I don’t necessarily mind the twist on the bear attack; as explained in the afterward, to bring together the Frasers and the Native Americans. That said, Tawodi going from silence to speaking only his language, and then to perfect and free-flowing English was oddly jarring.

I did love the look on Ian’s face when Tawodi said the chief had dubbed Jamie “Bear Killer”.

In odd coincidence with the Tskili Yona story, the actor portraying Tawodi — Will Strongheart — was previously convicted of multiple counts of assault against women. Diana Gabaldon was (inexplicably) questioned about his casting on Outlander.

Adawehi’s dream about Claire:  The moon was in the water, and you became a white raven, swallowed the moon, laid an egg, egg opened, skull inside … You have medicine now, you will have more. When you have hair white like snow, you will have wisdom.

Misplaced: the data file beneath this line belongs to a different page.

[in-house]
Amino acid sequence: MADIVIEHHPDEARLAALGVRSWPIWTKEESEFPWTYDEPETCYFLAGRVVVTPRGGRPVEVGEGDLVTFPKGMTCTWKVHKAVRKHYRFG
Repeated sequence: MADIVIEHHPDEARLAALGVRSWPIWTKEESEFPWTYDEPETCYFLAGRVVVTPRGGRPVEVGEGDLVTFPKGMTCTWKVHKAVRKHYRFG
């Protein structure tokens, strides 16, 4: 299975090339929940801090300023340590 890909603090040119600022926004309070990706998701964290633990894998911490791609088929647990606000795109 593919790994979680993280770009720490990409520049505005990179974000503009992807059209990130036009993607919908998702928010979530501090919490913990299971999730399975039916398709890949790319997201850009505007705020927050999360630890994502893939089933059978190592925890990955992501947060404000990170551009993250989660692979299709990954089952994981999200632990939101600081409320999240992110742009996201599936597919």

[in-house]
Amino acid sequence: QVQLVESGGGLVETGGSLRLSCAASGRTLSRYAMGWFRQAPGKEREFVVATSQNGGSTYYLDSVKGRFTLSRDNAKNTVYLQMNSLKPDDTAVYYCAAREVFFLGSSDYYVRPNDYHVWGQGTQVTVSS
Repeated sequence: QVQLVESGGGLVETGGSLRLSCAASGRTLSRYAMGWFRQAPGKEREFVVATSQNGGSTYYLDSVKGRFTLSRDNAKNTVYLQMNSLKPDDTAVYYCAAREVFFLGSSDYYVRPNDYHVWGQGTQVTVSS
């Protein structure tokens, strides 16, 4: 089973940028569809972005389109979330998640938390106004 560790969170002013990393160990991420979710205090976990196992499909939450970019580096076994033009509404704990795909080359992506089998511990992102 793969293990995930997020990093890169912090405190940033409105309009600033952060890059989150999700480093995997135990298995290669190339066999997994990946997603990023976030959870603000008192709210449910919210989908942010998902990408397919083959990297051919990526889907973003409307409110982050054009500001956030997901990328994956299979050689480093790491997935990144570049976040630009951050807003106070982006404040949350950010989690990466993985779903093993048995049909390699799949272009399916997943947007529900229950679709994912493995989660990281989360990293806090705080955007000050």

Let’s hope with what looks like a big book event happening next week — please, no false advertising and dragging that out — (***Book SPOILERS*** Brianna and Roger going back through the stones ***END Book SPOILERS***) the pace finally picks up a bit. I really cannot watch Jamie and Claire staring at various forest views endlessly.

Do we want/need to see Jamie knitting?

Songs This Hour:

Claire covering America

Best Lines:

Savagery can exist in many forms, your excellency, I’ve seen it in both prince and pauper.

When you sing, I must confess, it makes me want to do indecent things.

Well, I have essays to mark.

Often times, man is monster.

Cindy Davis

Cindy Davis has been writing about the entertainment industry for ​over ten years, and is the ​Editor-in-Chief at Oohlo, where she muses over television, movies, and pop culture. Previous Senior News Editor at Pajiba, and published at BUST.